Our Common Future Under Climate Change

International Scientific Conference 7-10 JULY 2015 Paris, France

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Tuesday 7 July - 17:00-18:30 UPMC Jussieu - ROOM 201 - Block 24/34

1106 - The Earth’s energy imbalance and exchanges at the atmosphere-ocean interface: from fundamental research to societal concern

Parallel Session

Lead Convener(s): K. Von Schuckmann (Mediterranean Institute of Oceanography, La Garde, France), C. Guieu (CNRS-UPMC, Villefranche sur mer, France)

Convener(s): K. Trenberth (National Center for Atmospheric Research, Boulder, Colorado, United States of America), E. Brévière (GEOMAR Helmholtz Centre for Ocean Research, Kiel, Germany)

17:00

Earth's energy imbalance: current knowledge and future challenges

M. Palmer (Met Office, Exeter, United Kingdom)

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Earth's energy imbalance: current knowledge and future challenges

M. Palmer (1)
(1) Met Office, Hadley Centre, Exeter, United Kingdom

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Anthropogenic climate change arises from the accumulation of excess solar energy in the Earth system through increases in heat-trapping greenhouse gases associated with human activities. The various aspects of observed climate change (surface temperature rise, increased rainfall rates, loss of glaciers, global sea level rise, changes in climatic extremes) are all symptoms of this accumulation of energy, of which > 90% is manifested in increased ocean heat storage. The rate of climate change is defined by Earth's energy imbalance (EEI) and this represents the most fundamental quantity for monitoring ongoing global warming.

Ultimately, the impacts of climate change will be determined by the future evolution of EEI and how this additional energy interacts with the flows of energy within the Earth system. In this talk, I will outline the scientific motivation for better monitoring of EEI and review the recent progress that has been made through improved Earth system observations. I will discuss the future challenges in improving our estimates of this critical aspect of global change and advocate for EEI and ocean heat storage becoming central to both our thinking and communication on climate change. 

17:20

SOLAS, a decade of international research at the air-sea interface: main accomplishments and future goals

C. Guieu (CNRS-UPMC, Villefranche sur mer, France)

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SOLAS, a decade of international research at the air-sea interface: main accomplishments and future goals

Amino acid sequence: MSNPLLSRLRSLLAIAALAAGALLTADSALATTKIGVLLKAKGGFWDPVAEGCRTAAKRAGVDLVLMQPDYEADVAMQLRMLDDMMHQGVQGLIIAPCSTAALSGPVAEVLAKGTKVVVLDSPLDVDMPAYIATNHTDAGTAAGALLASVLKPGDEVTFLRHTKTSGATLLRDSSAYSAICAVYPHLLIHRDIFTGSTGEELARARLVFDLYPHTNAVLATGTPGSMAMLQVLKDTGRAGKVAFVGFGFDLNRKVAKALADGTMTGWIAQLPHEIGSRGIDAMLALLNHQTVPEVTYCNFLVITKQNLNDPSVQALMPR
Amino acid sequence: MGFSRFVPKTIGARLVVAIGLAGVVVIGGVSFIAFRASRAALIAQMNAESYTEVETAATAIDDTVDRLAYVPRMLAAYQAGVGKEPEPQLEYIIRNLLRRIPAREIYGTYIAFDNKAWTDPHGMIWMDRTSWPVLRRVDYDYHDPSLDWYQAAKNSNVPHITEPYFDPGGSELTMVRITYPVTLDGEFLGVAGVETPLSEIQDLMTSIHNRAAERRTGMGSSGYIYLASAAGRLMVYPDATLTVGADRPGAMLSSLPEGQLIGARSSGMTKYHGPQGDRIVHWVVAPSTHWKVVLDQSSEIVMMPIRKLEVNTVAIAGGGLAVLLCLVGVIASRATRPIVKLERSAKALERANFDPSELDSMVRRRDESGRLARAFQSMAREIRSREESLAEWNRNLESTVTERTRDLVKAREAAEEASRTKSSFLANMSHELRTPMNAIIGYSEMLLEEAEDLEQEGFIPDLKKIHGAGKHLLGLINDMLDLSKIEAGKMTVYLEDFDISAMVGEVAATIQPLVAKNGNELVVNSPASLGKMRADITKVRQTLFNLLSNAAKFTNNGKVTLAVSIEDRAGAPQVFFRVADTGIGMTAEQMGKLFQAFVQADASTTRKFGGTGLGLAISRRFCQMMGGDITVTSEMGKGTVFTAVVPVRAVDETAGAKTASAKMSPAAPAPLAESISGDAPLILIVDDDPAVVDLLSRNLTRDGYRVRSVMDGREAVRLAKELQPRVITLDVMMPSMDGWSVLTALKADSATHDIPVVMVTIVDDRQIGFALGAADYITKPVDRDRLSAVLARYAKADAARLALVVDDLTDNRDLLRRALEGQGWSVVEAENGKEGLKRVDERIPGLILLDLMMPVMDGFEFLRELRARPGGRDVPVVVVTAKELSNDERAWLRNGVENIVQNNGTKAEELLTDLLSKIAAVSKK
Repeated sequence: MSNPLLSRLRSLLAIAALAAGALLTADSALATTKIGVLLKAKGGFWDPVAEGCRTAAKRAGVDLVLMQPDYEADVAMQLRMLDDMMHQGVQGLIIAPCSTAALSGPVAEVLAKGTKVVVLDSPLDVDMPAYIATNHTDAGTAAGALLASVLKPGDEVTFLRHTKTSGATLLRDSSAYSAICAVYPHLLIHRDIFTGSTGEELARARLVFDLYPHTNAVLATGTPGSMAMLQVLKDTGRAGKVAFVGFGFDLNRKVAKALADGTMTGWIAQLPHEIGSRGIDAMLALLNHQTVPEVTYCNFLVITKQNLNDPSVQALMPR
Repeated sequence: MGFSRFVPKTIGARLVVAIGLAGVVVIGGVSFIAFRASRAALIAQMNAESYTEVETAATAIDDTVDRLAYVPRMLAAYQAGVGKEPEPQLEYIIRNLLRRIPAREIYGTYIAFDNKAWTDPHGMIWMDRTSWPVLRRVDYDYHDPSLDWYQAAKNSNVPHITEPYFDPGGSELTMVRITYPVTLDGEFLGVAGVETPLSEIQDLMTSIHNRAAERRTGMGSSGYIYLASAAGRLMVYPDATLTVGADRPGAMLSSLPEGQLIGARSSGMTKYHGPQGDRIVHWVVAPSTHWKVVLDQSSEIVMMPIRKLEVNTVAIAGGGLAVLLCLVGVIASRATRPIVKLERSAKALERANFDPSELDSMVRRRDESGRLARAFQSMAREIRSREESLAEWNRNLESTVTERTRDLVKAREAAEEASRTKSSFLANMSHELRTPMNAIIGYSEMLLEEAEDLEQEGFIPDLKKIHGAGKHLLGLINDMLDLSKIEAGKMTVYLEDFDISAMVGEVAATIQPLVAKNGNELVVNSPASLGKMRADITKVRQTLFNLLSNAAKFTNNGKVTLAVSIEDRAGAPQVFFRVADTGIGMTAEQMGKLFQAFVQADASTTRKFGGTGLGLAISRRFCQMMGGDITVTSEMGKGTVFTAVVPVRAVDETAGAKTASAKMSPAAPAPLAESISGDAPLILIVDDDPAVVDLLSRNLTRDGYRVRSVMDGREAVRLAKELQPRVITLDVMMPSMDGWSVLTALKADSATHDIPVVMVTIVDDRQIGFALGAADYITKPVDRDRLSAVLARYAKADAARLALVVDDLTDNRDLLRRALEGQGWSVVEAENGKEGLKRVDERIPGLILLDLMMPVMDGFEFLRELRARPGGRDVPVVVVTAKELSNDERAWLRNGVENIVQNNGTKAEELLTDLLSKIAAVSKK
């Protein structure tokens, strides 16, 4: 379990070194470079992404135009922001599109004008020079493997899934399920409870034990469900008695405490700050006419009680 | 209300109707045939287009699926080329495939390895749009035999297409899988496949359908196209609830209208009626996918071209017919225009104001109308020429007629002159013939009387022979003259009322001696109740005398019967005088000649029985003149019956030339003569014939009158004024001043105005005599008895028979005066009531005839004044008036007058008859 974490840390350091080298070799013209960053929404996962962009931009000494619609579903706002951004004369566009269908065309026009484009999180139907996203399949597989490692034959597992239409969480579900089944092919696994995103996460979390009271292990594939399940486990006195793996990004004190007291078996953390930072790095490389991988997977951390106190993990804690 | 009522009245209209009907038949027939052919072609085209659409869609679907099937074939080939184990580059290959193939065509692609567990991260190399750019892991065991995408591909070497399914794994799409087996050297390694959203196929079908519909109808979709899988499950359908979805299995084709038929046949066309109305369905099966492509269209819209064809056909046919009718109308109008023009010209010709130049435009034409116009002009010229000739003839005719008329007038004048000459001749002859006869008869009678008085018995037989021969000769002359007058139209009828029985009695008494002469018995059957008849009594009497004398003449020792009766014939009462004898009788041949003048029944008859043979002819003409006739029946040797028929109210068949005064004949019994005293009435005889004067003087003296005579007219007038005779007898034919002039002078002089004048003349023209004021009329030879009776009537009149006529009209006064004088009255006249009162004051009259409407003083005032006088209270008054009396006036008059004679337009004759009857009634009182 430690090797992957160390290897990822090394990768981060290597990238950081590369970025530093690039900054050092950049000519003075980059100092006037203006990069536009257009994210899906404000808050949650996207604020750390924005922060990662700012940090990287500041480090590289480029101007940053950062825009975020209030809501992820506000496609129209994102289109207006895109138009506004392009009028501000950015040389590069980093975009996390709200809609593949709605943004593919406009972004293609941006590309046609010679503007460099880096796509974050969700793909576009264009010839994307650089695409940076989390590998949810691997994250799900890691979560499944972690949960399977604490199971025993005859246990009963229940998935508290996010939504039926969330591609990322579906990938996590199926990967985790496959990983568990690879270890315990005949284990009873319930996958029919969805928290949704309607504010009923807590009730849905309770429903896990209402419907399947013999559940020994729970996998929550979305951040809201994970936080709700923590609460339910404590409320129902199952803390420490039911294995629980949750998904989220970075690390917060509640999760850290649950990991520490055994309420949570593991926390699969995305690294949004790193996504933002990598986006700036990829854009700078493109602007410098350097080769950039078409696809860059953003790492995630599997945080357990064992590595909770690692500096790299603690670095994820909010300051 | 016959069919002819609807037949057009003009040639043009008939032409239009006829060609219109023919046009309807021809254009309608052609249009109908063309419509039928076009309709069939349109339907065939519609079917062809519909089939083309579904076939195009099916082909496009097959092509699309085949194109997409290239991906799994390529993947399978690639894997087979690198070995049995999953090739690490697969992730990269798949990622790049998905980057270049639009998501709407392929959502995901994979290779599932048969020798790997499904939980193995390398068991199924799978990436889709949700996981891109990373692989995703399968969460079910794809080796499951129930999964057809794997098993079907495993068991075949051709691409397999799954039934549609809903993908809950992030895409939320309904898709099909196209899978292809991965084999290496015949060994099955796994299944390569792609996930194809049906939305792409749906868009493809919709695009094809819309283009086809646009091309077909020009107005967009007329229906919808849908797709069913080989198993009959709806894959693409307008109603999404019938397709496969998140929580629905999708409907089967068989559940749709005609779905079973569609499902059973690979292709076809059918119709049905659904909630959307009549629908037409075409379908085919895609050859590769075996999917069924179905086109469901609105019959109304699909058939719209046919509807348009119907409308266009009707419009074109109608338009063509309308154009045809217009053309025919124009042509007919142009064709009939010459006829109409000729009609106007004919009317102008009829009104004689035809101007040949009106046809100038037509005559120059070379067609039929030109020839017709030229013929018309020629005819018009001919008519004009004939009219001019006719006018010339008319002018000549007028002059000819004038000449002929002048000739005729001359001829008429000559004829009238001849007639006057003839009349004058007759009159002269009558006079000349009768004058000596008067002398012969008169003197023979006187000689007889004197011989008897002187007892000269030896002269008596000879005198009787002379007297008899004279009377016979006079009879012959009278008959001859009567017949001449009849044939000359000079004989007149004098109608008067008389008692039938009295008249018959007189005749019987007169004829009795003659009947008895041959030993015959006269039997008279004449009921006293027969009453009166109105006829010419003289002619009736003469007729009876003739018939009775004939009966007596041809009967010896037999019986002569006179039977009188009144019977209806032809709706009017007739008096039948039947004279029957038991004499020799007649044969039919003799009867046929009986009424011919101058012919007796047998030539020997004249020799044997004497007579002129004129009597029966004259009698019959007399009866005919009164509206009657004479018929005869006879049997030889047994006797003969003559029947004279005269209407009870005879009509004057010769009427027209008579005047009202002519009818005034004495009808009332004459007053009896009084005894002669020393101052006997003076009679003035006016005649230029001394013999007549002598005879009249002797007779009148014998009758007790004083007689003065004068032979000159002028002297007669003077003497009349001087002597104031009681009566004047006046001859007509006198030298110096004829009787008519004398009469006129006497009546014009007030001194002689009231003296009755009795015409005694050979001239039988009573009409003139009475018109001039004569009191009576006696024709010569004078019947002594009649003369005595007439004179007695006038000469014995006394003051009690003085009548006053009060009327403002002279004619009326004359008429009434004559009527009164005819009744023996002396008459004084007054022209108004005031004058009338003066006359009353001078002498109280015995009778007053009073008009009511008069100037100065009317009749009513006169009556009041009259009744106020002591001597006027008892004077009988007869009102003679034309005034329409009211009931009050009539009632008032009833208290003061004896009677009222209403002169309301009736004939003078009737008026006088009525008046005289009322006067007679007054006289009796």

C. Guieu (1)
(1) CNRS-UPMC, Villefranche sur mer, France

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The surface ocean and lower atmosphere domain is a complex, highly dynamic component of the Earth system. Air-sea fluxes of biogeochemically-active materials and energy exert a major impact on global biogeochemistry and climate. Some of the largest uncertainties in projecting future global environmental trends are attributable to an insufficient understanding of the physical and biogeochemical interactions and feedbacks between the ocean and atmosphere (IPCC, 2013).

The overarching goal of SOLAS (Surface Ocean-Lower Atmosphere Study) international program launched in 2004, is to achieve a quantitative understanding of the key biogeochemical-physical interactions and feedbacks between the ocean and atmosphere, and how this coupled system affects and is affected by global change. Our understanding of the exchanges of energy, gases and particles at the atmosphere-ocean interface has advanced over the past decade but there are still large uncertainties to adequately parameterize fundamental controlling processes as identified in the new research strategies of the international SOLAS group (Law et al., 2013). In this context, the scientific questions driving SOLAS research are highly challenging, inherently multidisciplinary, and broad in scope. They include: (1) What controls the ocean/atmosphere exchange of climate-relevant gases and particles? (2) How does the atmospheric deposition of materials impact ocean biogeochemistry? (3) What are the links between ocean biology, aerosols, and clouds? (4) What are the biogeochemical controls on emissions of highly reactive gases that impact atmospheric photochemistry and stratospheric ozone?

Climate mitigation policies based on greenhouse gas budgets must take into account the role of ocean-atmosphere fluxes for future projections. In that context, several of the geoengineering schemes currently debated for climate mitigation are directly linked to the ocean-atmosphere system, including ocean iron fertilization, sea spray generators, ocean foams, and modification of the ocean upwelling. Informed assessment of their feasibility, efficacy and potentially unintended effects will derive from SOLAS science.

This presentation will overview the SOLAS 2004-2014 goals and main accomplishments and present the SOLAS 2015-2025 rationale and scientific scope.